Royal cuisine, silk robes, star-studded halls, gems, and jewels, one could imagine all things fancy when it comes to the life of our ancient rulers. Like any other ruler of India, the Mughals loved luxury, the remnant of their past remains a testament to their fairly lavish lifestyle. From possessing hundreds of slaves to ruling a population of thousands, the ruler of the past tells us a lot about the yesteryear luxury better than what we read in books. But have you ever imagined, what a day in the life of a Mughal emperor looks like?
Here is a glimpse of a day in the life Mughal emperors
We get a fairly accurate picture of life within the forts during the Mughal reign in India from various accounts like ‘Baburnama’ or ‘Bazm-I Aakhir’ and court records left by sometimes foreign travellers like Francois Bernier’s ‘Travels in the Mughal Empire. Some ornaments, portraits, and royal inscriptions also suggest how a Mughal ruler spends a normal day (other than war days).
Rising early in the morning, the water maids placed the water basin and gold jugs in the middle of confined, yet properly ventilated rooms known as ‘Hammam’. They place ornate pieces of clothes, scented flowers, soaps, and camphor smoke to keep the area clean and healthy. Specifically assigned to the face, hands, legs, and back, each servant was expected to clean the emperor while he rests in the scented water. Once the morning bath is finished, towel maids lined up to clean the remaining water from their master and wrap him until the rest of the maids arrive with his clothes and jewels. After the emperor is dressed, his jewel would arrive from the nightly keeps of the harem before he heads his way for the morning prayer.
Inside his room, a royal physician would visit him each morning accompanied by the guards to check the temperature and pulse of the emperor. As the emperor marches his way outside his harem, a soothing orchestra plays music appropriate for the morning hours. He would then kneel in prayers for two hours at the mosque before arriving on his balcony to greet his followers. Stepping into the marble balcony, thousands of people come together to greet their beloved ruler and chant slogans such as “Padshah Salamat” (long live the king).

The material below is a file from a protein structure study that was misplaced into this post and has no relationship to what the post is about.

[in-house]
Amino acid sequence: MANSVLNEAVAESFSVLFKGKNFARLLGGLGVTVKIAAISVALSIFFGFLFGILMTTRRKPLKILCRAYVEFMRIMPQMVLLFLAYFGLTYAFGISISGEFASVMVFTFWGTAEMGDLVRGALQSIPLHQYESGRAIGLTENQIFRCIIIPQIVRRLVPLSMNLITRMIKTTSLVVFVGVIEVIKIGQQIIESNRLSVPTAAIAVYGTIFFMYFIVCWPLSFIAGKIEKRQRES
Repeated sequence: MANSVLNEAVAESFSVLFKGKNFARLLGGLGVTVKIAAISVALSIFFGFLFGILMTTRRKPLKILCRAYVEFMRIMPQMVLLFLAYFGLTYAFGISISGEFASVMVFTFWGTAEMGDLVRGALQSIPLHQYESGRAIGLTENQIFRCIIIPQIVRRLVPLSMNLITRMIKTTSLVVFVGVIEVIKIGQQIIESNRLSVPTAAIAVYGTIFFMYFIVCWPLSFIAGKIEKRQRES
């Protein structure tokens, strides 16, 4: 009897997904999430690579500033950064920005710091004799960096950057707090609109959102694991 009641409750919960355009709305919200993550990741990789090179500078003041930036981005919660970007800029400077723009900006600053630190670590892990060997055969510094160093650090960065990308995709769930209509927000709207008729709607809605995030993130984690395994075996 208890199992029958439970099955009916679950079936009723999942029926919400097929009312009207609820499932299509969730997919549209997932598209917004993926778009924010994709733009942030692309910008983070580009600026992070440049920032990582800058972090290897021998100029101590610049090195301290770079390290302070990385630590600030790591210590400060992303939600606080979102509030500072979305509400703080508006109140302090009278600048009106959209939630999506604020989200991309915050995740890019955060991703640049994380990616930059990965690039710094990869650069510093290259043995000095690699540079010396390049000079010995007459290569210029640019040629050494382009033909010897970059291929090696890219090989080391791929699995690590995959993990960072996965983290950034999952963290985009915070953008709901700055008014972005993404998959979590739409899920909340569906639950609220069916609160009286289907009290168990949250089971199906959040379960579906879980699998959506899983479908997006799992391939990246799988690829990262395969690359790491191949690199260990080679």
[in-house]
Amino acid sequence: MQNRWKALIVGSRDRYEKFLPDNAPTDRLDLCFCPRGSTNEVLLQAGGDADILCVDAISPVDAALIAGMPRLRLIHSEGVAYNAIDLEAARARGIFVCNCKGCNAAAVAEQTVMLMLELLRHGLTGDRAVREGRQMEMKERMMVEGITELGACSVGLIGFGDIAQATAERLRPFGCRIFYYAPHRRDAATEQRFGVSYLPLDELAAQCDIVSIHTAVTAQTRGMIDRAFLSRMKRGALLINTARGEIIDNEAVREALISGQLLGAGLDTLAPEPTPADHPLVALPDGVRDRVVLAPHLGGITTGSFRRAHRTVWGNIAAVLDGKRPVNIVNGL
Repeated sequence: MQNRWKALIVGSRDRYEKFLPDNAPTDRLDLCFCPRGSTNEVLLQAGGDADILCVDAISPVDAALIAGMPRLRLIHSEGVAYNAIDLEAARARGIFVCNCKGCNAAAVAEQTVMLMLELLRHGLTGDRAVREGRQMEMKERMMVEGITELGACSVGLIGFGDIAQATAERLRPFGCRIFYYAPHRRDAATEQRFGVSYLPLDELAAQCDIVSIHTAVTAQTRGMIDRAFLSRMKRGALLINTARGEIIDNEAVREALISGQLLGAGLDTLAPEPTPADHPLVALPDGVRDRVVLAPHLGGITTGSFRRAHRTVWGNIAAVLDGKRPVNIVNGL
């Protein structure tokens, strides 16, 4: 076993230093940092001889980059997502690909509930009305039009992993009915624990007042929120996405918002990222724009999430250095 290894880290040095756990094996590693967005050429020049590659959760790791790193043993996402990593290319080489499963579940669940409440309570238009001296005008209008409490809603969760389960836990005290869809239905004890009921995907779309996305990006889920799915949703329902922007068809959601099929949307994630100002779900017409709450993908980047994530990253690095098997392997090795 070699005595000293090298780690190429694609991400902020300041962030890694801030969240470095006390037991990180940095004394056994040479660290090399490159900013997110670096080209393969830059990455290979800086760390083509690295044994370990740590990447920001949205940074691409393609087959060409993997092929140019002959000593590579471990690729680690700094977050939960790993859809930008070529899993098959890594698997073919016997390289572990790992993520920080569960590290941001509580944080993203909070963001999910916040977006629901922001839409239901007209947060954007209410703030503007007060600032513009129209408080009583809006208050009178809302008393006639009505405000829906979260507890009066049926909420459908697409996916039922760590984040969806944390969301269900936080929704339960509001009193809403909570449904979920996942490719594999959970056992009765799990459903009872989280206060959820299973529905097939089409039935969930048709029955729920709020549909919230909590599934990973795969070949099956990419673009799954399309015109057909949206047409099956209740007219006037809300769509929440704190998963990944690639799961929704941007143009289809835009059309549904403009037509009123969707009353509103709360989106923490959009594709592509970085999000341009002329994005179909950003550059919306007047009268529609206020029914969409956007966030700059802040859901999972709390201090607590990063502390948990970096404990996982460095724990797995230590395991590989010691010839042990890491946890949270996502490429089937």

If the ruler happens to be in a good mood and had time other than his war politics, he will personally hear the complaints of his subjects and rule out orders accordingly. After spending his time interacting with the people, the king would head for his leisure pastime.
Though each emperor had his own leisure activity, the most remembered was Shah Jahan, who loved watching elephant’s fight. Once the king orders a fight, it would continue until one animal pushes the other to the ground. Then a charkha with gunpowder was used to separate the animals and march them inside. In this fight, the people riding the animals lose their limbs or two, and sometimes they even die. But despite the gruesomeness of a simple leisure time- the emperor would nonetheless enjoy watching the game.
Once the elephant fight was over; it was work time. Sitting inside the royal court, the emperors were expected to oversee all the political matters at public hearings at Diwan-i-Aam, the hall of the public audience. On each side of the king, important peoples such as ministers, commanders, governors, and family members stand bowing down. The ruler would then go through the business calculating all the if and buts of his kingdom and punishing those accused of crime. He would also enquire about the demands of his subjects and make amendments if he feels so. The session lasted for about two to three hours and came to an end as the emperor pronounced ‘takhlia’.
Later, the royal chef would provide a full course meal that is first of course tasted by the team of royal cooks and Tatars before the kings eat it. The king then retires to rest. Sometimes he would rest inside his harem and sometimes he would take a walk and talk with those close to him. When at war, this time includes important meetings where the king would address confidential matters, design war tactics, and confabulate private business. Following the meeting, the king is free to do whatever he wants to. It is during these hours that he might either go out and practice swordsmanship, ride horses or spend leisure time inside the royal harem before he goes to bed and rests up for the next day.